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Jeff Liker

Dan Jones: Goals and means to achieve superior performance

By Jeff Liker, - Last updated: Monday, January 11, 2010 - Save & Share - Leave a comment

Goals and means have to go together. Either one without the other does not lead to lasting improvements. To do this managers need to work together to dig down to the underlying root causes of the often vaguely defined performance gaps facing the organisation. Understanding these root causes helps everyone to focus on closing the vital few gaps that will make the biggest difference to the organisation, its customers and its employees. At which point someone can be given the responsibility for gaining agreement across the organisation using the evidence based, scientific method to implement and test the right countermeasures to achieve the desired results. This is how good doctors go about diagnosing and treating medical problems. Too often modern managers do not use the same rigor in diagnosing and treating operational problems.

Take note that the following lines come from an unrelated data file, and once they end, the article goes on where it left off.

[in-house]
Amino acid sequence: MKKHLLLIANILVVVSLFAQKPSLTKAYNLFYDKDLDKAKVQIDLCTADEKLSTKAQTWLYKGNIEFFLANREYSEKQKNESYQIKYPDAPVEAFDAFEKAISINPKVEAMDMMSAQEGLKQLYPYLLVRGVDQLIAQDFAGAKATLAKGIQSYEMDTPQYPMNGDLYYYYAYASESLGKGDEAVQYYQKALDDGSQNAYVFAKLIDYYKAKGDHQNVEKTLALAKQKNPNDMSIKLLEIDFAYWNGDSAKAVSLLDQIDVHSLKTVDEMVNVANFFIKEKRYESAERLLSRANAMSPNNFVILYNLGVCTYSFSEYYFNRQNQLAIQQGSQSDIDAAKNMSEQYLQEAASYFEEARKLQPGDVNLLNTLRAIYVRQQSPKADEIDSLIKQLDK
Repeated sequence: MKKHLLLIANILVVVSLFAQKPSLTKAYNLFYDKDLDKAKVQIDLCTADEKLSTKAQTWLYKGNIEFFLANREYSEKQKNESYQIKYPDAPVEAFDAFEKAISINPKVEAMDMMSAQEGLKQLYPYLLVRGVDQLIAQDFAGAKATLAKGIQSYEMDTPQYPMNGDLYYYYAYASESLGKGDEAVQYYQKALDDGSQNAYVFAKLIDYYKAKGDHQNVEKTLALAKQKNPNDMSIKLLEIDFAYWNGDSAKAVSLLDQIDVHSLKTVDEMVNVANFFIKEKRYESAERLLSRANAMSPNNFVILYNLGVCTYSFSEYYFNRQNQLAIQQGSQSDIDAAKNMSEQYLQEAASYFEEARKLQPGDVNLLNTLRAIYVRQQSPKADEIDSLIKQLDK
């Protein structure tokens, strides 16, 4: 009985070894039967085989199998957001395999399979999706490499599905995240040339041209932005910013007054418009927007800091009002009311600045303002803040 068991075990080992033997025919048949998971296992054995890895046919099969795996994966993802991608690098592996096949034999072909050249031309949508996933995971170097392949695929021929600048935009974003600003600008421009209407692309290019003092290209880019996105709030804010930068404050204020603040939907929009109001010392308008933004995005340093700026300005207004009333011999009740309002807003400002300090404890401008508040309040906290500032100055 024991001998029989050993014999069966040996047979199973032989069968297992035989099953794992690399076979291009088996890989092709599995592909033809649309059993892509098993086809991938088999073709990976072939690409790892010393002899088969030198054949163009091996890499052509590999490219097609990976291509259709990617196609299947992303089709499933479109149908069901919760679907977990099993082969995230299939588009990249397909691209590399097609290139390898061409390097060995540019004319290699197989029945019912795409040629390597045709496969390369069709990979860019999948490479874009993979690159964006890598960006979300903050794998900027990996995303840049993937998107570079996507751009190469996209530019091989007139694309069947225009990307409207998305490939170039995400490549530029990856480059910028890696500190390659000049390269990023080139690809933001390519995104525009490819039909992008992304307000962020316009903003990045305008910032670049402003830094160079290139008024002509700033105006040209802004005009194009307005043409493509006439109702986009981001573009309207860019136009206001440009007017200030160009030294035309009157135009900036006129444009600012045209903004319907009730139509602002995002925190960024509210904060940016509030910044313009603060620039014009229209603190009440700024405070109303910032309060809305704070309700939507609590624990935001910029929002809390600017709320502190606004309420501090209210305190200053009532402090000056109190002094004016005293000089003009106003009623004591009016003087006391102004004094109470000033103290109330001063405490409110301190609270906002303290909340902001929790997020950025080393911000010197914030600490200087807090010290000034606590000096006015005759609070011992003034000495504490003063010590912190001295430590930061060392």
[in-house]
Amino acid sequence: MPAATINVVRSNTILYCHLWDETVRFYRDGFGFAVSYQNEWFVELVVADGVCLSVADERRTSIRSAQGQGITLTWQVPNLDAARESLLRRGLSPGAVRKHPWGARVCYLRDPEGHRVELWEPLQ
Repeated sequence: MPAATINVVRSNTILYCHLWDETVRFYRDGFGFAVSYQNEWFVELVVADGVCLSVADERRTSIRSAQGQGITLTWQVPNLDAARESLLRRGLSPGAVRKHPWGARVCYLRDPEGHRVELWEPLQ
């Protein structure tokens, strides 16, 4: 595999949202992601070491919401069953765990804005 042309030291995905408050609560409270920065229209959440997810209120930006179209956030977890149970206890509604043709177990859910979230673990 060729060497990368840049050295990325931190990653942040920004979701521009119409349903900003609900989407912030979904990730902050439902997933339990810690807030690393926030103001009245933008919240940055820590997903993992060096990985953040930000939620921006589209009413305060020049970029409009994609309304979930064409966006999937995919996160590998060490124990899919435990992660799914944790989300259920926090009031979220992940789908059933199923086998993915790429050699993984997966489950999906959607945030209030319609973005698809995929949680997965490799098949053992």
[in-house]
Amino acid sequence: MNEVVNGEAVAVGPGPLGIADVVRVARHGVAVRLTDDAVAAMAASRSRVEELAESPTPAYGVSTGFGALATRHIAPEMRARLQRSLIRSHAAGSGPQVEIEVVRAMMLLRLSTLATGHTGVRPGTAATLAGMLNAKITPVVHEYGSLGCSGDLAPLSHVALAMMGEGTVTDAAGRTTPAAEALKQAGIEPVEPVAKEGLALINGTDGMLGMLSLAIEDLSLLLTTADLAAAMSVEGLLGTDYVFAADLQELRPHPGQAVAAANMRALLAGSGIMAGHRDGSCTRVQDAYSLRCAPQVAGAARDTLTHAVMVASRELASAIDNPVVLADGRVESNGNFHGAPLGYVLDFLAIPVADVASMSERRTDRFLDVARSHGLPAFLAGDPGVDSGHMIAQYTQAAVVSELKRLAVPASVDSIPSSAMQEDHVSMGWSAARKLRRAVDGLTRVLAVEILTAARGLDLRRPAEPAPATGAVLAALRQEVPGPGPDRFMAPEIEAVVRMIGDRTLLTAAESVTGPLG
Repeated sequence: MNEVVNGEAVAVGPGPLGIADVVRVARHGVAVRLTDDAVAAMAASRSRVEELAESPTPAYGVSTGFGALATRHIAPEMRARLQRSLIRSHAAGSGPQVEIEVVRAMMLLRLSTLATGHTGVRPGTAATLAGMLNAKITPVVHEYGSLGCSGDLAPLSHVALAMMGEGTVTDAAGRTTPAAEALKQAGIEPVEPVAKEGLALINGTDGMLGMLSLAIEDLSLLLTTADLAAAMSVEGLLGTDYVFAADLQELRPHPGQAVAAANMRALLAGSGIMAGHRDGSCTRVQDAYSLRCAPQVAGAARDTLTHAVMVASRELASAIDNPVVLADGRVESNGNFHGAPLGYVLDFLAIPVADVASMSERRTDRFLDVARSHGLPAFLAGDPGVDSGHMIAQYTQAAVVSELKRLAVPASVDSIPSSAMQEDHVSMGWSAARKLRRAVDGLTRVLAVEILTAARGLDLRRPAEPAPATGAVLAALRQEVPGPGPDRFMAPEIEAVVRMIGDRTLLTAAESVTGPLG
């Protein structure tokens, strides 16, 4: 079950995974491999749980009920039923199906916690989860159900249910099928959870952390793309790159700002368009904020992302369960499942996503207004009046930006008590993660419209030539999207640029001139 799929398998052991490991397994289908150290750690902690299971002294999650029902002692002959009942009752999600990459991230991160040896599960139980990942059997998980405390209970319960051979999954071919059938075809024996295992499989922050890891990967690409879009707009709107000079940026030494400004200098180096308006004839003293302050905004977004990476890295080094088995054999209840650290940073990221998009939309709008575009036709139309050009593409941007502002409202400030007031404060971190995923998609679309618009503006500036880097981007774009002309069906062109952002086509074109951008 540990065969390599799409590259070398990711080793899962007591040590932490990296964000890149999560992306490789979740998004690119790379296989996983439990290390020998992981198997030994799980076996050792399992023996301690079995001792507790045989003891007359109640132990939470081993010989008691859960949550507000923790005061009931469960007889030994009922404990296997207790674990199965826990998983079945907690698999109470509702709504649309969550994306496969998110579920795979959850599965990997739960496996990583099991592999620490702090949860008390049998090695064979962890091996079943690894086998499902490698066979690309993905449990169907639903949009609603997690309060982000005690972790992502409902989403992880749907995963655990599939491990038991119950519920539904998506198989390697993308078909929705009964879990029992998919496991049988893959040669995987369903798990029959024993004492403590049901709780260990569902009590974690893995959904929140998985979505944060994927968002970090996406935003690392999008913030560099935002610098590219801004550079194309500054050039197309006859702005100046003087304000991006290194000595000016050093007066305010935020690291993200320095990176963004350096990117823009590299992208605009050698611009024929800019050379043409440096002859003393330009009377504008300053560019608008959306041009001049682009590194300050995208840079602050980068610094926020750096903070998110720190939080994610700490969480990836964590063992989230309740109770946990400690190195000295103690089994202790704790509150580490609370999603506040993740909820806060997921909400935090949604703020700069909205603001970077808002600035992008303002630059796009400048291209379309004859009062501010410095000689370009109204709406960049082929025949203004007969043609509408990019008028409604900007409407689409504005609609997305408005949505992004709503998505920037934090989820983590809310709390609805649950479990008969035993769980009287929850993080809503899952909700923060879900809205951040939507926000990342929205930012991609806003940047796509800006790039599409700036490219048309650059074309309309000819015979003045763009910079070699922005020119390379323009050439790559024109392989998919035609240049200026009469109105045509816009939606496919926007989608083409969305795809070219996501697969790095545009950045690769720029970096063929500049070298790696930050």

At its core lean is about developing the skills and experience of every employee in using this evidence based, scientific method to solve the business problems they are responsible for. It also adds a critical, missing dimension to modern organisations, namely a focus on the horizontal flow of work across departments and organisations that creates the value that customers are paying for. It brings a very powerful framework and set of tools for redesigning these horizontal flows or value streams to eliminate unevenness, overburden and waste. The net results are better value and experience for customers, reduced frustration and wasted effort for staff and freed up capacity and the elimination of unnecessary costs for the organisation. Top management must match this with actions to use this freed up capacity and lower costs to improve the financial performance of the organisation. Turning separately managed activities into an integrated flow of work is the most powerful way of closing significant gaps in performance.

In Making Hospitals Work we describe just such a journey of a typical district general hospital which discovered that by improving the timely discharge and streamlining the end-to-end flow of emergency medical patients through the hospital they could reduce length of stay by 50%, eliminate errors, infections and waiting time and free up the capacity to treat 30% more (and more profitable) elective patients with existing resources. Prior to this their 80 plus rapid improvement events and more than 500 improvement projects were scattered across the hospital, were difficult to sustain and did little to improve the operational or financial performance of the hospital.

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